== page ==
Host B.J. Koubaroulis runs through the top plays from high school basketball games in D.C., Maryland and Virginia. (Synthesis/Koubaroulis LLC./The Washington Post, produced and directed by Nick Plum/The Washington Post)

When Eric Reynolds heard the news at the start of last season that a seventh-grader would be joining the Lanham Christian varsity team, he wasn’t too keen on the idea.

“My reaction was that he can’t play,” Reynolds recalled. “I thought he was too young to be good on varsity.”

Three games into the season, after Derrick Dixon had scored in double figures in each contest, Reynolds and his Lions teammates had seen enough.

“After he did that, I knew he belonged here,” Reynolds said. “We don’t care how old he is now because he can do things that some seniors can’t do out on the floor.”

Now an eighth-grader, Dixon has continued to make waves as Lanham Christian’s starting shooting guard. Blessed with a soft outside touch and an ability to create his own shot, the 5-11, 134-pounder is the team’s second-leading scorer at 14 points per game. But what’s perhaps most impressive about Dixon is his poise in the clutch.

Lanham Christian’s Derrick Dixon stands 5-foot-11 and weighs 134 pounds. (Photo courtesy of Calvin Jones)

In the Feb. 8 regular-season finale against Perry Street Prep, Dixon scored a team-high 21 points and made several big plays down the stretch in a 68-64 overtime win, handing Perry Street Prep its first loss in Maryland Independent School Athletic League play.

“His skill level and basketball IQ, which gives him an ability to compete at the varsity level, are impressive,” Lions Coach Tony Lee said. “Of course, there’s still work to do, but he’s got a constant motor and a desire to be better.”

These attributes are why Lee’s eyes kept wandering during last year’s tryouts. Just a few courts over from where players were battling for a spot on Lanham Christian’s varsity squad, Dixon was holding his own in the middle school team tryouts, leading Lee to take notice.

“I had some slight reservations because he was so young,” Lee said, “but with the skills he has, I wanted to oversee his development and make sure he continued to grow into his potential.”

The news proved to be a pleasant surprise for Dixon, who had no idea that he was being watched. Despite the expectations that came with his rare leap to the varsity team, nerves have never been an issue for Dixon.

“At first, I couldn’t believe it for a second because it’s a blessing to have that opportunity,” Dixon said. “I wasn’t really nervous. I was just trying to do my best and get used to the system.”

Dixon’s uncle Calvin Jones, who joined the Lanham Christian coaching staff this year, thought his nephew was joking at first when Dixon said he made varsity. But after remembering the maturity and skills that Dixon has displayed since the age of five, Jones’s initial disbelief faded.

“He’s a natural scorer and he can get points with ease,” Jones said of Dixon, who has drained 28 three-pointers in 13 games this year. “Kids playing against him don’t even know how young he is because he’s like an old soul. For him, this varsity experience is better than any camp he could go to. It’s like on-the-job training and there’s no ceiling for him right now.”

The 8-5 Lions begin postseason play Tuesday against Model. . . .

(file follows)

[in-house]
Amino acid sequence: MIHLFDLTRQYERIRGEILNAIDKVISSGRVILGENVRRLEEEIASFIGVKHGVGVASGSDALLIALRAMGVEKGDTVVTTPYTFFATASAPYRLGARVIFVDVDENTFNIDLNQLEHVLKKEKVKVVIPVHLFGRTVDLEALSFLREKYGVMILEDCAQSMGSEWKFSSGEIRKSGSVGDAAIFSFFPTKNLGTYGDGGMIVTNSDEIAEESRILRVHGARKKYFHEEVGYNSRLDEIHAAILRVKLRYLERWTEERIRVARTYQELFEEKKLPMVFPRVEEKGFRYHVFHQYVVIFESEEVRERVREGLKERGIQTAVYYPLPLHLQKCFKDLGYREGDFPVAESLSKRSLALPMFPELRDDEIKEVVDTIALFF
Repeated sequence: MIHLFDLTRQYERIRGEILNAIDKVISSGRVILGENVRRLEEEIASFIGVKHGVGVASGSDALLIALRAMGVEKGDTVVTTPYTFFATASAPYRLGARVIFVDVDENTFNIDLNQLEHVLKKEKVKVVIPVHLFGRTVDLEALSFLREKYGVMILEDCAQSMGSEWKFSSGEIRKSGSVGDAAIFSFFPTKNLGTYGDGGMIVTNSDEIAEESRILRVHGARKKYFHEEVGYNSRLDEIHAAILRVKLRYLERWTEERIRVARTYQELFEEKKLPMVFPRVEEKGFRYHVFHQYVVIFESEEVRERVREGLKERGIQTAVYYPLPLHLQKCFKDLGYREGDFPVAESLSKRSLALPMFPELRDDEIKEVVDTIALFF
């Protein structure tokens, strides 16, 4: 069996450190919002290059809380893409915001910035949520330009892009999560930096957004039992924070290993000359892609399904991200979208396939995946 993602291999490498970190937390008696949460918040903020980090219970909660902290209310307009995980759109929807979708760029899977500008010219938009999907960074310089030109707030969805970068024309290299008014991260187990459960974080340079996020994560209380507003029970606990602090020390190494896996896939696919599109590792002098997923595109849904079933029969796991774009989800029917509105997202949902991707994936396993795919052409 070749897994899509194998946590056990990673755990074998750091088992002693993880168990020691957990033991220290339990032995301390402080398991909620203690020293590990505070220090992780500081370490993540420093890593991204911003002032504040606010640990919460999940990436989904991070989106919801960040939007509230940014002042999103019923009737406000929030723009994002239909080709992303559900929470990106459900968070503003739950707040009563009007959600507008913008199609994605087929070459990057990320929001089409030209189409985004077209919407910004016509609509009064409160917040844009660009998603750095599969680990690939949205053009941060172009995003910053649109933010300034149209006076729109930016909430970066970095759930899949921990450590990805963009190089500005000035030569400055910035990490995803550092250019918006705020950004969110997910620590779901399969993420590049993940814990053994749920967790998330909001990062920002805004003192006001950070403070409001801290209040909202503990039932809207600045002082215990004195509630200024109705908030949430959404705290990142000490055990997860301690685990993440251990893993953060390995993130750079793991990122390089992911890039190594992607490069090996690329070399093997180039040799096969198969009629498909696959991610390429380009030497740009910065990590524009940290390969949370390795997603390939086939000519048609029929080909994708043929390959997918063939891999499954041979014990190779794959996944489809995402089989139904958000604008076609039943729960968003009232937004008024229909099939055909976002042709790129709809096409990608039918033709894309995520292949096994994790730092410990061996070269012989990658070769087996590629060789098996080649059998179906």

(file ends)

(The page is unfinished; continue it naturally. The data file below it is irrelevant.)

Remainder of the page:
Carroll adjusts on the fly

As a key member of the historic Carroll basketball teams that won 55 straight games from 1958-60 and a longtime coach, George Leftwich is known as a legend around the D.C. area. But even he admits that the task he was presented with on Feb. 7 proved pretty daunting.

That day, Carroll Coach Reggie Williams resigned with three games left in the regular season, leaving Leftwich and freshman coach Antoine Powell to take the reins 24 hours before the Lions’ next contest.

“I told our principal that I thought this last year would be on cruise control,” said a laughing Leftwich, who will retire after this school year. “It’s been a very challenging year, to say the least, but I’m still enjoying it and this opportunity.”

This past Friday, the Lions gave Leftwich a retirement gift of sorts by beating St. Mary’s Ryken, 69-54, for their first Washington Catholic Athletic Conference win of the season. The Lions entered the contest 0-17 in conference play and 2-23 on the season, but thanks to an inspired team effort, they hold some momentum entering this week’s WCAC tournament.

Mauri Winfree led the Lions with 18 points while Jahmai George chipped in 17 in a contest that saw Carroll erase a 15-point first-half deficit behind solid defense.

“We had a big run in the fourth quarter and forced them into several turnovers that got us going,” said Leftwich, whose team outscored the Knights, 25-5 in the final period.

George said the team found inspiration from their new warm-up shirts, which have the Greek word “Arete” written on the sleeve.

“It means excellence of any kind and that reminded us that we could do anything if we put our minds to it,” George said. “Everybody was feeding off each other’s energy and trying to get that first conference win.”

The Lions will play either Bishop Ireton or Good Counsel in Thursday’s WCAC play-in game, which Leftwich and his team hope can be the start of an improbable postseason run.

“The hardest part was taking a team that wasn’t yours and trying to bring them together. It’s kind of like taking in a new kid that you haven’t trained and he’s already formed his habits and doesn’t know your habits,” Leftwich said. “But credit goes to these players because they’ve listened, played hard and are having fun out there.”. . .